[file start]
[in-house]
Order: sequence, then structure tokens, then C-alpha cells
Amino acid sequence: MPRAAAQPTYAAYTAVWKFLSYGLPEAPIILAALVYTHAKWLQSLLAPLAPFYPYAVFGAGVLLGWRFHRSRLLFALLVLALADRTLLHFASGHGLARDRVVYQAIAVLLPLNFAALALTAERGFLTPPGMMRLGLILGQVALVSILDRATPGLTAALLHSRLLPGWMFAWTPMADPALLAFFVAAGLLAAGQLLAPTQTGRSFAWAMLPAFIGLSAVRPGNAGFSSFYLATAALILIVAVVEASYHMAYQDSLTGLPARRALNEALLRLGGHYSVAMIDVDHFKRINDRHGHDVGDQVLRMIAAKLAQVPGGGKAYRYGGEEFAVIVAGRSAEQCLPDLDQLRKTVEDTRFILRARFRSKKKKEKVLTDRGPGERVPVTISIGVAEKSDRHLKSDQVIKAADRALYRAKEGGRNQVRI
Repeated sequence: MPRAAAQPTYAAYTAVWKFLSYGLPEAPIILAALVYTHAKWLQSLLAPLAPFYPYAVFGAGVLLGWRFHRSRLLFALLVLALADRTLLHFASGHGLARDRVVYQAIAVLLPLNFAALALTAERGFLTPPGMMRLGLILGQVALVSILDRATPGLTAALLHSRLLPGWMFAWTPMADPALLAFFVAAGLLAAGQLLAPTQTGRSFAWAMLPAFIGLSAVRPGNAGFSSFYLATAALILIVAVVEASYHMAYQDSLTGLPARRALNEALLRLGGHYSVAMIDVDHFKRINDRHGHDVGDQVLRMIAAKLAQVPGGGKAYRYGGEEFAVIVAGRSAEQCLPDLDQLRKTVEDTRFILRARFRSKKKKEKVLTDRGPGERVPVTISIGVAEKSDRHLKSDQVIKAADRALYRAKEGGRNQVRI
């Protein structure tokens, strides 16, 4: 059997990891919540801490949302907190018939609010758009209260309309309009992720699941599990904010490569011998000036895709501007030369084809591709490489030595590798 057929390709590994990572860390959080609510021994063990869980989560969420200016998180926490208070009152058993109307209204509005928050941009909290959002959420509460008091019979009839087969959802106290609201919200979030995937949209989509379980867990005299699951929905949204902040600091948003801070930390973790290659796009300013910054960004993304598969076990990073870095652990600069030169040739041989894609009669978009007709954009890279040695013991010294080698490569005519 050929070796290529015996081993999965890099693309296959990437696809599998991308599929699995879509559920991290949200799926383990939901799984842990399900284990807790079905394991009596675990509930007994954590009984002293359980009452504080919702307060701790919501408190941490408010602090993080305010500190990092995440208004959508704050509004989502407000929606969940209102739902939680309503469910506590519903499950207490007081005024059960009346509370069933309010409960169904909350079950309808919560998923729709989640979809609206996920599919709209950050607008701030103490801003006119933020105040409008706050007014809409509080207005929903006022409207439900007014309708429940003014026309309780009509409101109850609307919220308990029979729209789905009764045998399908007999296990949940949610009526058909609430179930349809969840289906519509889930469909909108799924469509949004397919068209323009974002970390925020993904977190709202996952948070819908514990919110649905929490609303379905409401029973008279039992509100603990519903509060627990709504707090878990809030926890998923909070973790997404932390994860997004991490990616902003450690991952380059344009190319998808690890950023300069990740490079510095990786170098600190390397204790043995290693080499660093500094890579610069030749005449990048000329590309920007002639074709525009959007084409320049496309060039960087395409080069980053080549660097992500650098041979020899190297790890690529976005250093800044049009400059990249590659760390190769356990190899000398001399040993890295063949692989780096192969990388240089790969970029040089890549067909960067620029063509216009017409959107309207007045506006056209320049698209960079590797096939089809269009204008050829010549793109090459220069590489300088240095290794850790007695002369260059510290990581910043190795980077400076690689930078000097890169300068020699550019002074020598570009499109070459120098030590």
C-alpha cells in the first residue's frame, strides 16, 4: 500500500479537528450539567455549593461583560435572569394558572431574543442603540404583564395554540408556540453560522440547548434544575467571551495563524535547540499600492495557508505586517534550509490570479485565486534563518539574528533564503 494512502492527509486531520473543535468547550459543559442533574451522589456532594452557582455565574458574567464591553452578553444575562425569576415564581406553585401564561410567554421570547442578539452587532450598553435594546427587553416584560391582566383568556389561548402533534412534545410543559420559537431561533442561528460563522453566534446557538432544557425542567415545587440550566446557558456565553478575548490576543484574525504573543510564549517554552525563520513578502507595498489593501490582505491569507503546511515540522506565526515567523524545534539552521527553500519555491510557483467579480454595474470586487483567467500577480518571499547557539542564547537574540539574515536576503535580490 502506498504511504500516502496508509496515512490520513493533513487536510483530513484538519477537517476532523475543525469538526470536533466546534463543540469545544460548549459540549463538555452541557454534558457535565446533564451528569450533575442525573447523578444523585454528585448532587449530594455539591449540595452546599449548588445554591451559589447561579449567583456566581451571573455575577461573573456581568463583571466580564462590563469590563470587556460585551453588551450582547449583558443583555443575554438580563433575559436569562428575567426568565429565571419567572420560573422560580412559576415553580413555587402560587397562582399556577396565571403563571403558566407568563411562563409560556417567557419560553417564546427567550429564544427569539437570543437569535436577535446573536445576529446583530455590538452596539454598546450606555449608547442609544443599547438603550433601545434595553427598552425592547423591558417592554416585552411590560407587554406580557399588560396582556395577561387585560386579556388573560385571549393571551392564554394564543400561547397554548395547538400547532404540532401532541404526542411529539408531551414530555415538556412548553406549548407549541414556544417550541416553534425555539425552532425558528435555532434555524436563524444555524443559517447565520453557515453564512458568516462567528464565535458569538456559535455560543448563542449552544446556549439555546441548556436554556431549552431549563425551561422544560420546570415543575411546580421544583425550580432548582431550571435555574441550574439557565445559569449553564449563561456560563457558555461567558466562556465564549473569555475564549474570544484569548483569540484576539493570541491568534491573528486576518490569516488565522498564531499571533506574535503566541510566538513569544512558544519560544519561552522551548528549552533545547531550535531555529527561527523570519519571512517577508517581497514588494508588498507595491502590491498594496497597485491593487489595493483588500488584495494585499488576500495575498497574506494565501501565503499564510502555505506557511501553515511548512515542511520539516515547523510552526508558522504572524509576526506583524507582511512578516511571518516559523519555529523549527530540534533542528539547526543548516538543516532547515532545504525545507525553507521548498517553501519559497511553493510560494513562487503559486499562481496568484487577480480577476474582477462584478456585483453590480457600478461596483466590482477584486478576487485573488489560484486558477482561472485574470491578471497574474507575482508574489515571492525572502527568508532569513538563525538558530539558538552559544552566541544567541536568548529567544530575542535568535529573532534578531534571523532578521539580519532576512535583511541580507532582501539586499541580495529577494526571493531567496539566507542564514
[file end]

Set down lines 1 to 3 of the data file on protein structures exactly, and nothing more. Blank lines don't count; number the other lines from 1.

[in-house]
Order: sequence, then structure tokens, then C-alpha cells
Amino acid sequence: MPRAAAQPTYAAYTAVWKFLSYGLPEAPIILAALVYTHAKWLQSLLAPLAPFYPYAVFGAGVLLGWRFHRSRLLFALLVLALADRTLLHFASGHGLARDRVVYQAIAVLLPLNFAALALTAERGFLTPPGMMRLGLILGQVALVSILDRATPGLTAALLHSRLLPGWMFAWTPMADPALLAFFVAAGLLAAGQLLAPTQTGRSFAWAMLPAFIGLSAVRPGNAGFSSFYLATAALILIVAVVEASYHMAYQDSLTGLPARRALNEALLRLGGHYSVAMIDVDHFKRINDRHGHDVGDQVLRMIAAKLAQVPGGGKAYRYGGEEFAVIVAGRSAEQCLPDLDQLRKTVEDTRFILRARFRSKKKKEKVLTDRGPGERVPVTISIGVAEKSDRHLKSDQVIKAADRALYRAKEGGRNQVRI